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Updated: May 31 2021

Sinding-Larsen-Johansson Syndrome

Images tendinopathy.jpg
  • Summary
    • Sinding-Larson-Johansson (SLJ) syndrome is an overuse injury seen in adolescents leading to anterior knee pain at the inferior pole of patella at the proximal patella tendon attachment.
    • Diagnosis is made clinically with tenderness over the inferior pole of the patella and radiographs of the knee may show a spur at the inferior pole of the patella.
    • Treatment is nonoperative with NSAIDs, activity modifications and physical therapy with most cases resolving over time. 
  • Epidemiology
    • Demographics
      • more common in adolescence
    • Location
      • patellar tendon insertion at the inferior pole of the patella
  • Etiology
    • Pathophysiology
      • chronic injury
      • similar pathogenesis to Osgood-Schlatter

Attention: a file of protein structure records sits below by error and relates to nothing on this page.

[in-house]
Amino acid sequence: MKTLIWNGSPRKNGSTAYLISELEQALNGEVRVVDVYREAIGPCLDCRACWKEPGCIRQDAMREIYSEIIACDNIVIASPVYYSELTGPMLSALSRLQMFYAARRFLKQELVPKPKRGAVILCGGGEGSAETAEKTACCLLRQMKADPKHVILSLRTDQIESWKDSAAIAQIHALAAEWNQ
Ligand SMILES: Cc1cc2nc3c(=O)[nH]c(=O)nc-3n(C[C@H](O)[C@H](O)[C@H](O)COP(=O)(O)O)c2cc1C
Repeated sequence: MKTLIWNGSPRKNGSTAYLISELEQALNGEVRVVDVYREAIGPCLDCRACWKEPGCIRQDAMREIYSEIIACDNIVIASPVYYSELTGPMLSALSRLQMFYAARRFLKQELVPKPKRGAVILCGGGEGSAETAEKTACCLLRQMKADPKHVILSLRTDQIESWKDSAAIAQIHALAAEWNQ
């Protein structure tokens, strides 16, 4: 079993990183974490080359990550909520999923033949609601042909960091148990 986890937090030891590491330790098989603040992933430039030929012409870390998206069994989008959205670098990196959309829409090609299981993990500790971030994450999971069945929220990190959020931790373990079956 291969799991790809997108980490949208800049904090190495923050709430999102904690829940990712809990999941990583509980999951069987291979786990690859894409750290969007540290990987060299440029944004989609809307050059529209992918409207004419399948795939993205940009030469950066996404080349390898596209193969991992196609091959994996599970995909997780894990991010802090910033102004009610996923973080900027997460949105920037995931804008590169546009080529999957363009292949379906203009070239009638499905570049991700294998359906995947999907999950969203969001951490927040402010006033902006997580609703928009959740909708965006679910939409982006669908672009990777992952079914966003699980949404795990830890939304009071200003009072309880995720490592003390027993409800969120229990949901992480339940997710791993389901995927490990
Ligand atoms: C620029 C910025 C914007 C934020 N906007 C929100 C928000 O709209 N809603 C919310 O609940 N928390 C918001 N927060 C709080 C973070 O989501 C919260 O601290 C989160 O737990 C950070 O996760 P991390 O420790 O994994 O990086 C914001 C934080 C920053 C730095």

• similar to Osgood-Schlatter disease which is at the distal attachment of the patella tendon
      • overuse causes a traction apophysitis
  • Classification
      • Blazina Classification
      • Stage 1
      • Pain occurs after activity
      • Stage 2
      • Pain present while performing activity and persists after activity
      • Stage 3
      • Pain affecting/limiting function during activity
  • Presentation
    • History
      • insidious onset of pain on anterior aspect of knee after or during activity
    • Physical exam
      • tenderness over inferior patella
      • swelling
  • Imaging
    • Radiographs
      • recommended views
        • AP and lateral of knee
      • findings
        • may be normal
        • may show spur at inferior pole of patella
    • MRI
      • indications
        • if diagnosis unclear
      • views
        • inflammation best seen on T2 sagitals
        • bony spurs best seen on T1 sagitals
  • Treatment
    • Nonoperative
      • activity modifications, NSAIDS, physical therapy
        • indications
          • mainstay of treatment
          • usually a self limiting process
    • Operative
      • debridement of damaged tissue/stimulation of healing response
        • in some cases refractory to nonoperative treatment
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